Breakaway is benevolently progressive too, with front-wheel scrub graciously proceeding tyre squeal by a generous warning margin, announcing you are being a little ragged or optimistic with the cornering set-up.

Coupes this stylish are far too dignified for traffic light baiting by the hot hatch brigade, in any case. Cars like Scirocco are made for weekend jaunts carving up the R62 en route from Cape Town to Knysna or Mpumalanga’s finest passes on your way to Waterval Boven.

As a swift coupe Scirocco loves devouring mountain passes for breakfast. GTI carryover engine slurps 8.4l/100km, yet the 55l tank range is too truncated for real junior GT status.


An original execution with simple detailing and purposeful proportions, this car is probably destined for classic/collectors status as its forebears were.


Underwhelming and at odds with the elaborately styled excellence of the exterior, it is roomy enough though, with individual rear buckets a neat touch. Coupe architecture ushers in a fat driver’s right shoulder blind spot.

All the happiness of GTI dynamics with even less bodyroll and more flattering levels of grip. DSG gearbox makes you wonder why anybody would want three pedals in the footwell and 2.0 TSI engine is a faultless blend of economy and verve.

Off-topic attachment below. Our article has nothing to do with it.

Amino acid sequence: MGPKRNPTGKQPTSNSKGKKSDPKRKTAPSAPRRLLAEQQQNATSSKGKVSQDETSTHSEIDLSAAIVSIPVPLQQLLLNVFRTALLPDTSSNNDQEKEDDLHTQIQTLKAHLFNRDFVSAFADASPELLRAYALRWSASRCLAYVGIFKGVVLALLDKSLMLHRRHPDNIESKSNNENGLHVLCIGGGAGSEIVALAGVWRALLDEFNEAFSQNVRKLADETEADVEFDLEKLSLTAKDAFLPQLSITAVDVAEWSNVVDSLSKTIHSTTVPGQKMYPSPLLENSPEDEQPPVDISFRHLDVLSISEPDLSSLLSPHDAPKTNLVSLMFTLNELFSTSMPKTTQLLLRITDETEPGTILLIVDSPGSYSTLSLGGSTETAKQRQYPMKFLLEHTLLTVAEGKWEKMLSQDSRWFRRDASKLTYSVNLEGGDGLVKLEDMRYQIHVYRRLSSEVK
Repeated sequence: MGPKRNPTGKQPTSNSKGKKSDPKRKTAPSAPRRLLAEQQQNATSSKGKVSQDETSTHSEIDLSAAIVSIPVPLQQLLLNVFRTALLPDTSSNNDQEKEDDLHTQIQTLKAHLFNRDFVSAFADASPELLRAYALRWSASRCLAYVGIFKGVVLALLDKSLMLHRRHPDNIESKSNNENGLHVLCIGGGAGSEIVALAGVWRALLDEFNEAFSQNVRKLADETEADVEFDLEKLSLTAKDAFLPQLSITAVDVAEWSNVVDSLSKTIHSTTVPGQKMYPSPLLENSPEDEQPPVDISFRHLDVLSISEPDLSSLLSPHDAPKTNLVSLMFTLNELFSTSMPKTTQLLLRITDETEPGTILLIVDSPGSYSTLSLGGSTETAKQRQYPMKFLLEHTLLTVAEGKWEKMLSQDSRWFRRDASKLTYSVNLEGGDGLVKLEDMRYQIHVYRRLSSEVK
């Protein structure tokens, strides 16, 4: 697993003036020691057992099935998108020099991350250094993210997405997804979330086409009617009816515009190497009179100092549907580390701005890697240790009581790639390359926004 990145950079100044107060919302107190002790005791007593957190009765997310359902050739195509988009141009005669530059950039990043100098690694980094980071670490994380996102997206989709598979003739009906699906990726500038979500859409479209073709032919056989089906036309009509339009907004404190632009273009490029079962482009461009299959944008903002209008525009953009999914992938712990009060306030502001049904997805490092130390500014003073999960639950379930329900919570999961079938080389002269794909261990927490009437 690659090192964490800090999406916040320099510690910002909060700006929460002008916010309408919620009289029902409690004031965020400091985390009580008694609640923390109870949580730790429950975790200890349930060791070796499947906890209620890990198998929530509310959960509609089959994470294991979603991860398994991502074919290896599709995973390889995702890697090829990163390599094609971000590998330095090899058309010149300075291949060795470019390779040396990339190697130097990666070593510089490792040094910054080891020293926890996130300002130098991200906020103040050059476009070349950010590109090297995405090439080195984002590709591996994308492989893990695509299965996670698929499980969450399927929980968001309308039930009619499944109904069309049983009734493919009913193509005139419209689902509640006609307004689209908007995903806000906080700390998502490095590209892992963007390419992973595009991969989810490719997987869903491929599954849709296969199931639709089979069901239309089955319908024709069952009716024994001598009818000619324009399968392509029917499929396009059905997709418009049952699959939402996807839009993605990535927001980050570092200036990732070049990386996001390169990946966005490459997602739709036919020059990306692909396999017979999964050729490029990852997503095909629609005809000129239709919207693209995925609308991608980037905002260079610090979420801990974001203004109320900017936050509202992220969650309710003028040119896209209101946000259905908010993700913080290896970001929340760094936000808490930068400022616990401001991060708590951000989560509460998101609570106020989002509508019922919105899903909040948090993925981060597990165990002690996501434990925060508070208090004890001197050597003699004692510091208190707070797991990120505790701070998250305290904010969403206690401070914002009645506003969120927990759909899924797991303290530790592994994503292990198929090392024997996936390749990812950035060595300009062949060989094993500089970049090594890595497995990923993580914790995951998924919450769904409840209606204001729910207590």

Scirocco is the most pleasant motoring surprise I’ve experienced in quite a while - especially considering I was a sceptic when I saw it at first.

It’s like a valedictorian chassis married with a first team sports captain drivetrain - the combination is so perfectly matched you know the Scirocco mechanically is Golden anniversary stuff.

Strikingly styled, effortlessly swift and hardly cramped inside, if you have the regulation two kids R4 700 is a very fair premium to pay over the new GTI, considering what you get.


Striking and original styling

Wonderful drivetrain

Surprisingly practical for a coupe



Cabin not special enough

Friends with GTIs will hate you

Plenty of open option boxes to tick